Study Guide

The Thanatos Syndrome

by Walker Percy

The Thanatos Syndrome Summary

Summary (Masterpieces of American Fiction)

The Thanatos Syndrome is in some ways an extension of Walker Percy’s Love in the Ruins: The Adventures of a Bad Catholic at a Time Near the End of the World (1971), also narrated by Tom More. In The Thanatos Syndrome, More confronts a plot to adulterate the drinking water for his area with heavy sodium. Although the chemical has the desirable effects of reducing crime rates and teenage pregnancy, it causes people to revert to childlike thinking and speaking patterns and also changes women’s bodies from a menstrual to an estrous cycle. The novel’s characters debate the issues involved in programs of social control in this primary plot as well as in a secondary plot involving a hospice.

As the novel opens, More has just returned to his home in Feliciana, Louisiana, after spending two years in federal prison for selling prescription drugs illegally. More, a psychiatrist, is asked by Bob Comeaux, his parole officer on the medical ethics committee, to examine a patient. More notices that Mickey LaFaye, formerly one of his patients, no longer demonstrates her former symptoms of agoraphobia and anxiety but now speaks in simple sentences and jumps from topic to topic. She also shows somewhat aggressive sexuality and an ability to recall obscure facts.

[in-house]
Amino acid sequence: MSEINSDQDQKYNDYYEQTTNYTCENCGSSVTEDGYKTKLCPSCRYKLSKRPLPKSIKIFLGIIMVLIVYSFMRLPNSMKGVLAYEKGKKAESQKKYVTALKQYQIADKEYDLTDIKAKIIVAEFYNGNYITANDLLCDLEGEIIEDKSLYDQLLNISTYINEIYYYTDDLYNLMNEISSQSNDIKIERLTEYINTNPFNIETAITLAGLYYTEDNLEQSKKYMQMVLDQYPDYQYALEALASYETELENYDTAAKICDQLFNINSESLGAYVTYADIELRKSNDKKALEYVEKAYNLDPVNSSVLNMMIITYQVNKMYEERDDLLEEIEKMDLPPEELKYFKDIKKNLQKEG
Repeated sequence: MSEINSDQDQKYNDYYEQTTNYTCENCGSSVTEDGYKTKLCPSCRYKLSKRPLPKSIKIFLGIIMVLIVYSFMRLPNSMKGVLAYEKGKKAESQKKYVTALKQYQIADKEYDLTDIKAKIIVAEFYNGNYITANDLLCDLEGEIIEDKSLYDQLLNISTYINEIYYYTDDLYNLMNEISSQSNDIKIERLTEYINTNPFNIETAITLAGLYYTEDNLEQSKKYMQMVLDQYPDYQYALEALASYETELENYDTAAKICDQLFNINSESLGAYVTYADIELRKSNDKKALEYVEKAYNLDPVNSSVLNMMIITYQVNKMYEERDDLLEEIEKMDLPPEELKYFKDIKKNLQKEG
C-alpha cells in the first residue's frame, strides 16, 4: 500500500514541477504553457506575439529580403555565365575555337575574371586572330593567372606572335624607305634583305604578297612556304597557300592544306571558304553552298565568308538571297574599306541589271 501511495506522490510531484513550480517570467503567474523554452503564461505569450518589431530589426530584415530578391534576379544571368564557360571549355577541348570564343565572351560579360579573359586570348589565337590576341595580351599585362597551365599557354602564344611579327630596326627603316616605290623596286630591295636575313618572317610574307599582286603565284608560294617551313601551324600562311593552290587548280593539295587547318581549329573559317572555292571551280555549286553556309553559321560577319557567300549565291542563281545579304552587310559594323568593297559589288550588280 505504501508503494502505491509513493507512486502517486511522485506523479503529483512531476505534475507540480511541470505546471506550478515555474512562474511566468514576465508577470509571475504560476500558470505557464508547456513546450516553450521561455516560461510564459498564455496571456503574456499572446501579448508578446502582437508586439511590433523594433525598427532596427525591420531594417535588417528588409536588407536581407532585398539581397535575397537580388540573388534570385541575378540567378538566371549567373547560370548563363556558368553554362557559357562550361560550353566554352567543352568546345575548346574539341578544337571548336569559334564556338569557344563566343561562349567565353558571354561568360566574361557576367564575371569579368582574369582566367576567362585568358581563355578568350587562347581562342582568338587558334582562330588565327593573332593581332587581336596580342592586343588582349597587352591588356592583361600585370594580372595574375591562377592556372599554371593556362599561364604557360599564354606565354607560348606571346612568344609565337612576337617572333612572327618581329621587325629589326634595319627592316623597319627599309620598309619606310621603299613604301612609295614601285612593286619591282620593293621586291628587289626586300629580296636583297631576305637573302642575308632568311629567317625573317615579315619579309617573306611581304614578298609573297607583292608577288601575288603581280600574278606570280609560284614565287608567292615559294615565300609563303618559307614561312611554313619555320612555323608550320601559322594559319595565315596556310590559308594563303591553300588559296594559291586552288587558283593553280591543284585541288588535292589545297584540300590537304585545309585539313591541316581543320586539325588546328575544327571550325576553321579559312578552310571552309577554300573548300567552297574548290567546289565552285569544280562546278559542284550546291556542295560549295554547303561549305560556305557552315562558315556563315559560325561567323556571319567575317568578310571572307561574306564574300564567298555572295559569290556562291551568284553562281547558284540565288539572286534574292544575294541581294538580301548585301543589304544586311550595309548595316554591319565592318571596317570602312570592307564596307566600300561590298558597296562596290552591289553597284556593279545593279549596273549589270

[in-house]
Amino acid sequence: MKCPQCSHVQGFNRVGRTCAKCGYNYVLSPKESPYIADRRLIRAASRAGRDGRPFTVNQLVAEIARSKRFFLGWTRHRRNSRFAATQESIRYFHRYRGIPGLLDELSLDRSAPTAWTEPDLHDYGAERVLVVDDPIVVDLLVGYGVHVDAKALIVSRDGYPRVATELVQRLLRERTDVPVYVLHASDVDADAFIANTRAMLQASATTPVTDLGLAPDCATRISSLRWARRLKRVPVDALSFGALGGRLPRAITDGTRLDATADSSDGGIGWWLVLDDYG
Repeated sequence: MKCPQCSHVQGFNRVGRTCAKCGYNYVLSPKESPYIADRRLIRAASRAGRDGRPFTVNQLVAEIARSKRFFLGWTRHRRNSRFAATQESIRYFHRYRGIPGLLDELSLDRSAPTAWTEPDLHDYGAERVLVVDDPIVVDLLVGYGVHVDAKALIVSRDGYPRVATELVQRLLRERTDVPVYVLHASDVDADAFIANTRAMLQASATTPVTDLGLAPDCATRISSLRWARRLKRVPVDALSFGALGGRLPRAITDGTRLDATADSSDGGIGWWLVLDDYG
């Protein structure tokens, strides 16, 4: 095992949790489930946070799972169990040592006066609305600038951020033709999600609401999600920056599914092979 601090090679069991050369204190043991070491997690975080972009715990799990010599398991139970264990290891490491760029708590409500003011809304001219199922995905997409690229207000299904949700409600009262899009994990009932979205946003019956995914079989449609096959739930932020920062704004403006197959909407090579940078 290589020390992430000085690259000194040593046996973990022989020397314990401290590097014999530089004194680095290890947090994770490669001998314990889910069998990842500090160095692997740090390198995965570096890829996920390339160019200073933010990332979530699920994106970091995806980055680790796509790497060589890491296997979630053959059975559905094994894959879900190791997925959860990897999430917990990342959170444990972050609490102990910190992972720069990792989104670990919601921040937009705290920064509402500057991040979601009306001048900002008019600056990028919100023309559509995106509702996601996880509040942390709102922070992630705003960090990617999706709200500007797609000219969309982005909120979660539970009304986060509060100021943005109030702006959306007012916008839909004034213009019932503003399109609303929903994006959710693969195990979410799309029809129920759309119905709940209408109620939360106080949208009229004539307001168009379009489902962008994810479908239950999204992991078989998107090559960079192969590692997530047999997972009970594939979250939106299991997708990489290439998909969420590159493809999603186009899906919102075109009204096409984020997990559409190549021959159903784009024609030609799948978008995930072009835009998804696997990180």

When More meets other former patients and acquaintances, he notices the same types of behavior and absence of former psychiatric symptoms. Even his wife, Ellen, is affected. She manifests her increased memory in her newfound skill at bridge, a game at which she has become an expert and won tournaments with her partner, John Van Dorn. More suspects that something unusual is going on but receives no support in his investigation from Comeaux, who appears to want More to stop investigating. He offers More a lucrative government consulting job while simultaneously threatening to alter the conditions of his parole if he does not take the job.

Lucy Lipscomb, an epidemiologist and More’s cousin, tells him that she thinks...

(The entire section is 829 words.)